Vladimir Putin probably had to wait 20 minutes for an elevator. Yeah, that's the ticket . . .
Josh Earnest, Barack Obama's spokesman, has excused Vladimir Putin's snub of the President of the United States, in which the Russian strongman turned up 20 minutes late for their lunch at the UN yesterday. On today's Morning Joe, Earnest lamely defended Vlad's tardiness: "anybody that's been around the UN during the General Assembly knows it's total chaos inside that building, so people ae running late quite frequently. " Right. And if you believe that, we've got an oceanfront condo in Moscow to sell you.
Of course, why would anyone be surprised that a president who didn't honor his redline when Assad gassed his own people would look the other way when Putin embarrasses him in front of the world?
Even when Andrea Mitchell pressed Earnest, dismissing his "busy building" excuse, saying that arriving 20 minutes late, the last of all guests, was a Putin "signal," Earnest piteously continued to defend Vlad. "
Time to break out the Omega Theta Pi paddle: thank you sir, may I have another?
Note: turning up late for lunch might not have been Putin's only snub of Obama. Have a look at the photo below. After Obama sticks out his hand for a shake, Putin pauses while regarding it as if it were a dead fish.
NICOLLE WALLACE: I don't think anyone is making it about personalities, but what is the plan?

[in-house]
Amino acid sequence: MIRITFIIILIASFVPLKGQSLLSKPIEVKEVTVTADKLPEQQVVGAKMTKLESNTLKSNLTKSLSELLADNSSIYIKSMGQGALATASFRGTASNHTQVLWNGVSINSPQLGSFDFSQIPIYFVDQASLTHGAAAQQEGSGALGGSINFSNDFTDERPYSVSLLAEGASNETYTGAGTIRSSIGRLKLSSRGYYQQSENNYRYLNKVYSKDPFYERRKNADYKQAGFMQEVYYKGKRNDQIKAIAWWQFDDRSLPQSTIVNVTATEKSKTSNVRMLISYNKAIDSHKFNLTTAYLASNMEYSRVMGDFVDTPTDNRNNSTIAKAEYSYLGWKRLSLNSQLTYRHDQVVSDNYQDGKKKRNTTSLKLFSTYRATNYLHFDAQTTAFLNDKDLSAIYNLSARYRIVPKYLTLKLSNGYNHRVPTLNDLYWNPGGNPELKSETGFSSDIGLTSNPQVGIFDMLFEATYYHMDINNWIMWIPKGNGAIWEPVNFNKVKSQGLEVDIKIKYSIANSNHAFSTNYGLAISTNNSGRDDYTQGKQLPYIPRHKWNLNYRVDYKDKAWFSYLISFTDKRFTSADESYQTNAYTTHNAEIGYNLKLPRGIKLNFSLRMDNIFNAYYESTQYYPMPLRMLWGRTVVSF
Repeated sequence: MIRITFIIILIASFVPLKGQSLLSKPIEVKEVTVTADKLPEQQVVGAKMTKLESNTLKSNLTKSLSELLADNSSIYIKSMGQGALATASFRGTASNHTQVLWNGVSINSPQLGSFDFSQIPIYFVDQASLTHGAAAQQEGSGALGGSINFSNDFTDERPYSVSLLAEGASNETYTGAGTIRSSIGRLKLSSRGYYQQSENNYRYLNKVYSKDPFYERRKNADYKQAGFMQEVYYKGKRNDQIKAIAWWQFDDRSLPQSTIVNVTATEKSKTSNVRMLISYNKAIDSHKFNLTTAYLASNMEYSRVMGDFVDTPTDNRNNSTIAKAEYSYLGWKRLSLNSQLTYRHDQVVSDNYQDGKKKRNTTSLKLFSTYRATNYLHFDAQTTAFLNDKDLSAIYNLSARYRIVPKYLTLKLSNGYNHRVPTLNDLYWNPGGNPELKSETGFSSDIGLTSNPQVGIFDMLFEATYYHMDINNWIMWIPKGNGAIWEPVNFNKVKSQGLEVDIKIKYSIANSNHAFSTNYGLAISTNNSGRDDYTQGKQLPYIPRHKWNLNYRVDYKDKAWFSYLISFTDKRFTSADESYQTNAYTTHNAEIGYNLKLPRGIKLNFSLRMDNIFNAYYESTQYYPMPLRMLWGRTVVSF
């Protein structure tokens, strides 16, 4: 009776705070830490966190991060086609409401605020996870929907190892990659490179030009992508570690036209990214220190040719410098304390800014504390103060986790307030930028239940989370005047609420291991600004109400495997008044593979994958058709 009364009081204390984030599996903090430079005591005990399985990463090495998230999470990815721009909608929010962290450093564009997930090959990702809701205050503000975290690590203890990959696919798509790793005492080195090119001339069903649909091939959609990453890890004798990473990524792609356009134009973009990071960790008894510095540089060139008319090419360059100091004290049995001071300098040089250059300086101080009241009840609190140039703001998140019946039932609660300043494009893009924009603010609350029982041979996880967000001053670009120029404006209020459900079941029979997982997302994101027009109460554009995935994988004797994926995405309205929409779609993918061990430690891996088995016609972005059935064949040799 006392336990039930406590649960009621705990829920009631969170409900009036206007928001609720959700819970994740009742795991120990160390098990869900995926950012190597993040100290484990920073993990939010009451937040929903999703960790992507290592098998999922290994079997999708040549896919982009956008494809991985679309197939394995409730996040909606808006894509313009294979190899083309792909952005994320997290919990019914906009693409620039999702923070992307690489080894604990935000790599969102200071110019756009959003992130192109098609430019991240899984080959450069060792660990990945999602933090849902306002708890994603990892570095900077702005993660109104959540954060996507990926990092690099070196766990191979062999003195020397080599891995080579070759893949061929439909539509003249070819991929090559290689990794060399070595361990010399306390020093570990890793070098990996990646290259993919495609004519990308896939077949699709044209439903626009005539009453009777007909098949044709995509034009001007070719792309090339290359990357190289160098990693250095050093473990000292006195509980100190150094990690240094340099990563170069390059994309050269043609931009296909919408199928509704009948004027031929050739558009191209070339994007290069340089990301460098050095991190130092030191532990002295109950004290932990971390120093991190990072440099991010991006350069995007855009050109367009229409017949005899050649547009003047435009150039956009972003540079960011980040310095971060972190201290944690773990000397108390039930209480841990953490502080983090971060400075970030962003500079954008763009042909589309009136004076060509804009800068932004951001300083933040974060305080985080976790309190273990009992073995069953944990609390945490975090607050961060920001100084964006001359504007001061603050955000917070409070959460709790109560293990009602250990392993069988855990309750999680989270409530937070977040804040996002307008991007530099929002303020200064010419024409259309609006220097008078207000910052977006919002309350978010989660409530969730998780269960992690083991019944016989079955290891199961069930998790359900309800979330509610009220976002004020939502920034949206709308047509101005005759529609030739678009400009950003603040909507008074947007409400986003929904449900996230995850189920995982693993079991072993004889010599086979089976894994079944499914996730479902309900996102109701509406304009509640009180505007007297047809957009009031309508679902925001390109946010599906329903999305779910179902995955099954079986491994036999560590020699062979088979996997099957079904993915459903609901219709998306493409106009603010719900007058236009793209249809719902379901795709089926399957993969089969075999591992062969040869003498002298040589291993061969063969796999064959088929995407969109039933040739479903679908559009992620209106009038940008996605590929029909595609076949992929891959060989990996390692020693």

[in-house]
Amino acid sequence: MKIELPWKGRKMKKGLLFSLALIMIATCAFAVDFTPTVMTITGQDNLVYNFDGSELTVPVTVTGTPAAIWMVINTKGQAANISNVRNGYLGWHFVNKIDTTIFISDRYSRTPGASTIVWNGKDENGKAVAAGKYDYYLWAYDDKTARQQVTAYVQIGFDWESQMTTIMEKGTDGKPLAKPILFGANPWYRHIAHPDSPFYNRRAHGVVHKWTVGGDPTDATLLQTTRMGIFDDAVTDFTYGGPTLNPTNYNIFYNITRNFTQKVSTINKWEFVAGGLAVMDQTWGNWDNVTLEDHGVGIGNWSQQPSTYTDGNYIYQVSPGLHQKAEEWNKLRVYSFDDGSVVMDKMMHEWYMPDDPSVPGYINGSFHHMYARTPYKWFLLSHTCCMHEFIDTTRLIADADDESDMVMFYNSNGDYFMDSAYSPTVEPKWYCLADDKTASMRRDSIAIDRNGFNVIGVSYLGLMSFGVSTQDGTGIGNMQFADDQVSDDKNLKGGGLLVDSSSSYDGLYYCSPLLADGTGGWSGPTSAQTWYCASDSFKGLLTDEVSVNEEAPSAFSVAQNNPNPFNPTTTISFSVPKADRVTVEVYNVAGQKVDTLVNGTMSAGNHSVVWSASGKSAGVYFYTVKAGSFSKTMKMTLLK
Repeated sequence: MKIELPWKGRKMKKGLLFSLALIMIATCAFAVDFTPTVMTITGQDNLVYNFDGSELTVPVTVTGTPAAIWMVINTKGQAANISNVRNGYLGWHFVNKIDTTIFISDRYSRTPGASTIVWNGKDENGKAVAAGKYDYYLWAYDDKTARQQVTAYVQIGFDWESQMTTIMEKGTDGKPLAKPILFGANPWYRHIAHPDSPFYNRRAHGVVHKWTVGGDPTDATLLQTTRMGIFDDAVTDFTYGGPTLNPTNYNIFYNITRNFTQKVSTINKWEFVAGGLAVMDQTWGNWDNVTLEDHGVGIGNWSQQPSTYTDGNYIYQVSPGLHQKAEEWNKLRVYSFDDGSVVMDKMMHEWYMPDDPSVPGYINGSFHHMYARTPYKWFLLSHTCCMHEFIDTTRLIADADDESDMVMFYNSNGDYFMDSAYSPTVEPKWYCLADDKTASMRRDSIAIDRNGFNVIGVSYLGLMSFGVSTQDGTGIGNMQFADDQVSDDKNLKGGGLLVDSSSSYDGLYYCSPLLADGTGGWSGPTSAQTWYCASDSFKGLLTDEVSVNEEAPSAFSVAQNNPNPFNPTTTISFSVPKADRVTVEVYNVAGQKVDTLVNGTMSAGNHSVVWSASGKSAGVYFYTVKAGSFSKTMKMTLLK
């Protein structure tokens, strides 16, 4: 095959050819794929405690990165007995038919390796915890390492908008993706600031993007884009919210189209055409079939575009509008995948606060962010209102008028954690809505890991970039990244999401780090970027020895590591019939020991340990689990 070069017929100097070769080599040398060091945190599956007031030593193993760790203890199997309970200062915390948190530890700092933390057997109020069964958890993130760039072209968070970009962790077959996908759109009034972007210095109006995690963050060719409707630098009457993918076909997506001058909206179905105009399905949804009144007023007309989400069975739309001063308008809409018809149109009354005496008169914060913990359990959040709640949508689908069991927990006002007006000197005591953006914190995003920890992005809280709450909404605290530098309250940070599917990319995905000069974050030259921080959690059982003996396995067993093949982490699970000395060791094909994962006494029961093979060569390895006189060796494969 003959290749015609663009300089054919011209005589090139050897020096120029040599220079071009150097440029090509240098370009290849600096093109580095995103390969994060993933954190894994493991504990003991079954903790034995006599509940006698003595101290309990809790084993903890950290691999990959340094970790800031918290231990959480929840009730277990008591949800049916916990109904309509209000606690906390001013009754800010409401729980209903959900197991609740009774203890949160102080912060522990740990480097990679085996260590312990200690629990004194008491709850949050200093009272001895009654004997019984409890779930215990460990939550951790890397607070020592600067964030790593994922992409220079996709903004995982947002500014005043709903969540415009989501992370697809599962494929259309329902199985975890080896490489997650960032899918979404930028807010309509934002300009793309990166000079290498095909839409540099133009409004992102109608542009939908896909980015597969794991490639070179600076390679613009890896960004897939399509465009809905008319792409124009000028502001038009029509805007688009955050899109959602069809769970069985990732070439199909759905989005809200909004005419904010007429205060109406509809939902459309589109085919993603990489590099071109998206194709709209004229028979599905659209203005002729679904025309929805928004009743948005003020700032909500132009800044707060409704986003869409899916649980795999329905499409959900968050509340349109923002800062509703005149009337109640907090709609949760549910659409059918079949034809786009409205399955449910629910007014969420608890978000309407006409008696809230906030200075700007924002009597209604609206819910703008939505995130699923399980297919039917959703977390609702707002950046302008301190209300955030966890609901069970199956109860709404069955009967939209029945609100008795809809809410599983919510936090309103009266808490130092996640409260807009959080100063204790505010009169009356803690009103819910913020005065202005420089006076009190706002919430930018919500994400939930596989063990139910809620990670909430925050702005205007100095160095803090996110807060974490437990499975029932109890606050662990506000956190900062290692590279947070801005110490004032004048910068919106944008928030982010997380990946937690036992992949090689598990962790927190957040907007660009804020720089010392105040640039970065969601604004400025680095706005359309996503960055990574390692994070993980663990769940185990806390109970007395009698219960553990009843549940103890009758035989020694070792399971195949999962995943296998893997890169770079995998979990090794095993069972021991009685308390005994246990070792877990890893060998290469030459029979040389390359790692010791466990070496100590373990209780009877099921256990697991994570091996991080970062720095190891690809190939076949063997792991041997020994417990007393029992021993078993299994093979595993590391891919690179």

JOSH EARNEST: But that is what impacts our decision making. This isn't about trying to check Vladimir Putin, or trying to keep Vladimir Putin's ego in check.
WALLACE: I think it's too late for that, don't you?
EARNEST: There's no denying that it's quite healthy, but, uh--which is fine.
. . .
ANDREA MITCHELL: Just briefly you acknowledge that Vladimir Putin has an ego, a healthy ego. What about the Barack and Vlad meeting, and the dynamics there? What was it like personally?
WALLACE: Was he mad that he was 20 minutes late? I'd be mad if my friend was late.
EARNEST: [nervous laughter] Well, anybody that's been around the UN during the General Assembly knows it's total chaos inside that building, so people are running late quite frequently.
MITCHELL: But when you come in and then you're the last person to come in, and Ban Ki-moon is already giving his speech, that's, that's a signal.
EARNEST: Well, I'm not sure what he had planned before the lunch.